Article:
PRESCHOOLERS (3-5 Yrs) DEVELOPMENTAL MILESTONES

Developmental milestones are things most children can do by a certain age. Children reach milestones in how they play, learn, speak, behave, and move (like crawling, walking, or jumping).

What happens to kids in childhood shapes who they become as adults. Children who are nurtured and supported throughout childhood are more likely to thrive and develop into happy, healthy, and productive adults.

Preschoolers (3-5 years of age)

Skills such as naming colors, showing affection, and hopping on one foot are called developmental milestones.

As children grow into early childhood, their world will begin to open up. They will become more independent and begin to focus more on adults and children outside of the family.

They will want to explore and ask questions about the environment around them.  Their interactions with family and caretakers will help shape their personality and world views.

During this stage, children should be able to ride a tricycle, use safety scissors, notice a difference between girls and boys, help to dress and undress themselves, play with other children, recall part of a story, and sing a song.

Preschoolers 3-5 Years Positive Parenting American SPCC
Preschoolers 3-5 Years Positive Parenting Tips American SPCC

Parenting Tips for Preschoolers

The following are some positive tips parents and caregivers use to help preschoolers during this stage:

  • Continue to read to your child. Nurture his/her love for books by taking them to the library or bookstore.
  • Let your child help with simple chores.
  • Encourage your child to play with other children. This helps them learn the value of sharing and friendship.
  • Be clear and consistent when disciplining your child. Explain and show the behavior that you expect. Whenever you tell your child no, follow up with what they should be doing instead.
  • Help your child develop good language skills by speaking to them in complete sentences and using “grown up” words. Help them use the correct words and phrases.
  • Help your child through problem-solving steps when they are upset.
  • Give your child a limited number of simple choices (for example, deciding what to wear, when to play, and what to eat for snack).

Child Safety for Preschoolers

As your child becomes more independent and spends more time in the outside world, it is important that you and your child are aware of ways to stay safe. Here are a few tips to protect your child:

  • Tell your child why it is important to stay out of traffic. Tell them not to play in the street or run after stray balls.
  • Be cautious when letting your child ride a tricycle. Keep them on the sidewalk and away from the street and always ensure your child a helmet.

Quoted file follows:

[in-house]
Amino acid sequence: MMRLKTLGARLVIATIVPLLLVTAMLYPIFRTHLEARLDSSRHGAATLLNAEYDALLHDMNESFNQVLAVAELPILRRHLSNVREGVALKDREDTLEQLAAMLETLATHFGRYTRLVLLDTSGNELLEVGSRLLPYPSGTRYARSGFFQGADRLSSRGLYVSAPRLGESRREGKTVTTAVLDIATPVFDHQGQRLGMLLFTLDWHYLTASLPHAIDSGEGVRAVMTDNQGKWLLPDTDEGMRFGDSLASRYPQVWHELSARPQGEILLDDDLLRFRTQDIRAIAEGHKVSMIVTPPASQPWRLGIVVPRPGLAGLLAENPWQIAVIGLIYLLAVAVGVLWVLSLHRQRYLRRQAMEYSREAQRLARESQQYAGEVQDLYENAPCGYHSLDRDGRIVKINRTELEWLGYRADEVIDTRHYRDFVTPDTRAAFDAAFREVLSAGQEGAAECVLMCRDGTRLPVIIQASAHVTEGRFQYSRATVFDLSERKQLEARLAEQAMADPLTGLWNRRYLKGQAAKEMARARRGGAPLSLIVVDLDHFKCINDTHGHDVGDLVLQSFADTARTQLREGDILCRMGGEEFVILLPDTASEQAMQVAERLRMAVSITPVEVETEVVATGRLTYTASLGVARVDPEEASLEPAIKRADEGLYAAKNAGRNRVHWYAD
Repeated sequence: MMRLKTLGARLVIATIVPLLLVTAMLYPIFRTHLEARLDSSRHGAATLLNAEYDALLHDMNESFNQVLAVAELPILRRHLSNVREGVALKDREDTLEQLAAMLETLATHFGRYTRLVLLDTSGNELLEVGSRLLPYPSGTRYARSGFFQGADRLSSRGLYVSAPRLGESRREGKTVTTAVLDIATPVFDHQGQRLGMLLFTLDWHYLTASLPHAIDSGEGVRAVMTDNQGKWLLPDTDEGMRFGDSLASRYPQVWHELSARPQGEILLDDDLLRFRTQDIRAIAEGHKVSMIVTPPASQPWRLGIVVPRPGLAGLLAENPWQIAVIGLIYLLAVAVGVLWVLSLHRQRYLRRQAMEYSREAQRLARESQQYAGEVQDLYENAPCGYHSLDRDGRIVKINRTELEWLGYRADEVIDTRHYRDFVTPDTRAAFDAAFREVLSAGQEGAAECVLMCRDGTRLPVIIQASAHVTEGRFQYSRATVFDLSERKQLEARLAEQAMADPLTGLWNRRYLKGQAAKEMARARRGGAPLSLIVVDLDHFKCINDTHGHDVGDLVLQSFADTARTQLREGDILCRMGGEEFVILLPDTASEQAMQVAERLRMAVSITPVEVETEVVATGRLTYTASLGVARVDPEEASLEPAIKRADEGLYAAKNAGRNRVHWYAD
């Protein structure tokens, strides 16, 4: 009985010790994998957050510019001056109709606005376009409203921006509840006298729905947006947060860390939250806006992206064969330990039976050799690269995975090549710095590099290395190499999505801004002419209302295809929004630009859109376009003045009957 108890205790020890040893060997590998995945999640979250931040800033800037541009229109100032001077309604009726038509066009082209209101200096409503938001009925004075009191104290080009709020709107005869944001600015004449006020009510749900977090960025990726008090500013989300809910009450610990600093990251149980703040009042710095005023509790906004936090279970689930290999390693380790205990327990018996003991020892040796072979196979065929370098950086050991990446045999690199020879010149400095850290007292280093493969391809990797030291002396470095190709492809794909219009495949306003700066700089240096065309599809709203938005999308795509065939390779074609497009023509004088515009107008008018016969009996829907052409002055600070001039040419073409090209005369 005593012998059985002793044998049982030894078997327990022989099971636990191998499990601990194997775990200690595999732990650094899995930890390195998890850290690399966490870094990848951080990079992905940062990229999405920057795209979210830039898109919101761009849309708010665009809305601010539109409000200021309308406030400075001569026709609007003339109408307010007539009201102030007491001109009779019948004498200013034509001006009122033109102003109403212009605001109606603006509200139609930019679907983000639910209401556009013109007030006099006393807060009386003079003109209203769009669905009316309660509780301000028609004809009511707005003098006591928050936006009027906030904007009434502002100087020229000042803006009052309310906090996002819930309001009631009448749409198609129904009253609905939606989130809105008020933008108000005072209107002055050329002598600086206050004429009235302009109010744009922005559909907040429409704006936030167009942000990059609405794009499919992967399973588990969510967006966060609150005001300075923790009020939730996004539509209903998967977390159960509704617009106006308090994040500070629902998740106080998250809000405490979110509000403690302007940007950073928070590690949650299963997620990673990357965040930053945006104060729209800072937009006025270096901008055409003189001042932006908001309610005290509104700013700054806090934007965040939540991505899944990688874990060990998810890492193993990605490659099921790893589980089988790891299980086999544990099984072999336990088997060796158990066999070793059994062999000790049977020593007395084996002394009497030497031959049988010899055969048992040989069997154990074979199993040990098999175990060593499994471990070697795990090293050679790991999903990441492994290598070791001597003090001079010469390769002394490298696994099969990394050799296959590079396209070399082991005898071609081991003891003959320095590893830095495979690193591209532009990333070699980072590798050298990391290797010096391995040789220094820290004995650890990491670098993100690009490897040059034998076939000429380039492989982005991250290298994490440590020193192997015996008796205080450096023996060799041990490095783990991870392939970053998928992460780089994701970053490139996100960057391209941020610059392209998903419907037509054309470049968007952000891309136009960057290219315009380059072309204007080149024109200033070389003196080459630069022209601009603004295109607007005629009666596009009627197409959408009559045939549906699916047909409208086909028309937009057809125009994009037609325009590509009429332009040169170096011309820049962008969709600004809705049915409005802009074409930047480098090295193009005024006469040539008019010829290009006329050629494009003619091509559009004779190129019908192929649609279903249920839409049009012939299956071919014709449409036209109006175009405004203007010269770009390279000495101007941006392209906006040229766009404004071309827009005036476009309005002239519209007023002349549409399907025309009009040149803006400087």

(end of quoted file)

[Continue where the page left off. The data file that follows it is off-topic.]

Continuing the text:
• Check outdoor playground equipment. Make sure there are no loose parts or sharp edges.
  • Watch or supervise your child at all times, especially when they are playing outside.
  • Be safe in the water. Even if you teach your child to swim, you should still actively supervise them at all times when in or around any body of water (this includes kiddie pools).
  • Teach your child how to be safe around strangers.
  • Keep your child in a forward-facing car seat with a harness until he/she reaches the top height or weight limit allowed by the car seat’s manufacturer. Once your child outgrows the forward-facing car seat with a harness, it will be time for them to travel in a booster seat, but still in the back seat of the vehicle. The National Highway Traffic Safety Administration has information on how to keep your child safe while riding in a vehicle.
Preschoolers 3-5 Years Positive Parenting Child Safety American SPCC
Preschoolers 3-5 Years Healthy Bodies Positive Parenting American SPCC

Healthy Bodies for Preschoolers

  • Eat meals with your child whenever possible. Let your child see you enjoying fruits, vegetables, and whole grains at meals and snacks. Your child should eat and drink only a limited amount of food and beverages that contain added sugars, solid fats, or salt.
  • Limit screen time for your child to no more than 1 to 2 hours per day of quality programming, at home, school, or child care.
  • Provide your child with age-appropriate play equipment, like balls and plastic bats, but let your preschooler choose what to play. This makes moving and being active fun for your preschooler.

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Click for References & Sources

  1. Information Courtesy of CDC.
  2. Positive Parenting Tip Sheet for Preschoolers 3-5 Years CDC.